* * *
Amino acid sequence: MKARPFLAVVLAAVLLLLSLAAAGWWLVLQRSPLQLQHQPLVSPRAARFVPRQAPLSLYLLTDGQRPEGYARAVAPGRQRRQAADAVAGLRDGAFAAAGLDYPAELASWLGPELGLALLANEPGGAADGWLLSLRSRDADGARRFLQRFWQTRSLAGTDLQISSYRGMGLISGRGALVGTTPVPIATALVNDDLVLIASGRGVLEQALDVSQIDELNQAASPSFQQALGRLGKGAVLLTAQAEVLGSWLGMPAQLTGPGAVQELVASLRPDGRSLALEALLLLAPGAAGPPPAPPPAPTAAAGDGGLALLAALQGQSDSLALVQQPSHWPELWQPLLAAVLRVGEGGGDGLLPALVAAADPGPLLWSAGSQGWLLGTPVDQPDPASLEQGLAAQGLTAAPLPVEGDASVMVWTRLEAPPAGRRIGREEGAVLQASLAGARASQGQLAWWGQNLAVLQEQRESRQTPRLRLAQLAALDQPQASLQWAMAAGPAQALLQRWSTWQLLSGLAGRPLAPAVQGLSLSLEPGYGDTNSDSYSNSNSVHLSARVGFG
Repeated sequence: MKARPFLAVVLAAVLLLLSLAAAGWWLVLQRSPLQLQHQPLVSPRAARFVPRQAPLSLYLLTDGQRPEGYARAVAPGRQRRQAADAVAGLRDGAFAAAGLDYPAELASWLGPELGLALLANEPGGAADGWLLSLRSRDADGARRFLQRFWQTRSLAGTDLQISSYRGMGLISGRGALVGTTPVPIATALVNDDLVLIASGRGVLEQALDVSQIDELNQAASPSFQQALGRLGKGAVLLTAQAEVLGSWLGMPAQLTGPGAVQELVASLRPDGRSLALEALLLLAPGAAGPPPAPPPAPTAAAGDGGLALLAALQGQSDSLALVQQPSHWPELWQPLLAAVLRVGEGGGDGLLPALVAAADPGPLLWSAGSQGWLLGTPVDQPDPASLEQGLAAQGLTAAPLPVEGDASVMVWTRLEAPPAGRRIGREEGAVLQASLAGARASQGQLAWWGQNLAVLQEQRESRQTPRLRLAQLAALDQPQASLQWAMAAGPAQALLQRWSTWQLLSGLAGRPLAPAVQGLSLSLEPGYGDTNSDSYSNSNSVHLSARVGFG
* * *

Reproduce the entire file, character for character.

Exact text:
Amino acid sequence: MKARPFLAVVLAAVLLLLSLAAAGWWLVLQRSPLQLQHQPLVSPRAARFVPRQAPLSLYLLTDGQRPEGYARAVAPGRQRRQAADAVAGLRDGAFAAAGLDYPAELASWLGPELGLALLANEPGGAADGWLLSLRSRDADGARRFLQRFWQTRSLAGTDLQISSYRGMGLISGRGALVGTTPVPIATALVNDDLVLIASGRGVLEQALDVSQIDELNQAASPSFQQALGRLGKGAVLLTAQAEVLGSWLGMPAQLTGPGAVQELVASLRPDGRSLALEALLLLAPGAAGPPPAPPPAPTAAAGDGGLALLAALQGQSDSLALVQQPSHWPELWQPLLAAVLRVGEGGGDGLLPALVAAADPGPLLWSAGSQGWLLGTPVDQPDPASLEQGLAAQGLTAAPLPVEGDASVMVWTRLEAPPAGRRIGREEGAVLQASLAGARASQGQLAWWGQNLAVLQEQRESRQTPRLRLAQLAALDQPQASLQWAMAAGPAQALLQRWSTWQLLSGLAGRPLAPAVQGLSLSLEPGYGDTNSDSYSNSNSVHLSARVGFG
Repeated sequence: MKARPFLAVVLAAVLLLLSLAAAGWWLVLQRSPLQLQHQPLVSPRAARFVPRQAPLSLYLLTDGQRPEGYARAVAPGRQRRQAADAVAGLRDGAFAAAGLDYPAELASWLGPELGLALLANEPGGAADGWLLSLRSRDADGARRFLQRFWQTRSLAGTDLQISSYRGMGLISGRGALVGTTPVPIATALVNDDLVLIASGRGVLEQALDVSQIDELNQAASPSFQQALGRLGKGAVLLTAQAEVLGSWLGMPAQLTGPGAVQELVASLRPDGRSLALEALLLLAPGAAGPPPAPPPAPTAAAGDGGLALLAALQGQSDSLALVQQPSHWPELWQPLLAAVLRVGEGGGDGLLPALVAAADPGPLLWSAGSQGWLLGTPVDQPDPASLEQGLAAQGLTAAPLPVEGDASVMVWTRLEAPPAGRRIGREEGAVLQASLAGARASQGQLAWWGQNLAVLQEQRESRQTPRLRLAQLAALDQPQASLQWAMAAGPAQALLQRWSTWQLLSGLAGRPLAPAVQGLSLSLEPGYGDTNSDSYSNSNSVHLSARVGFG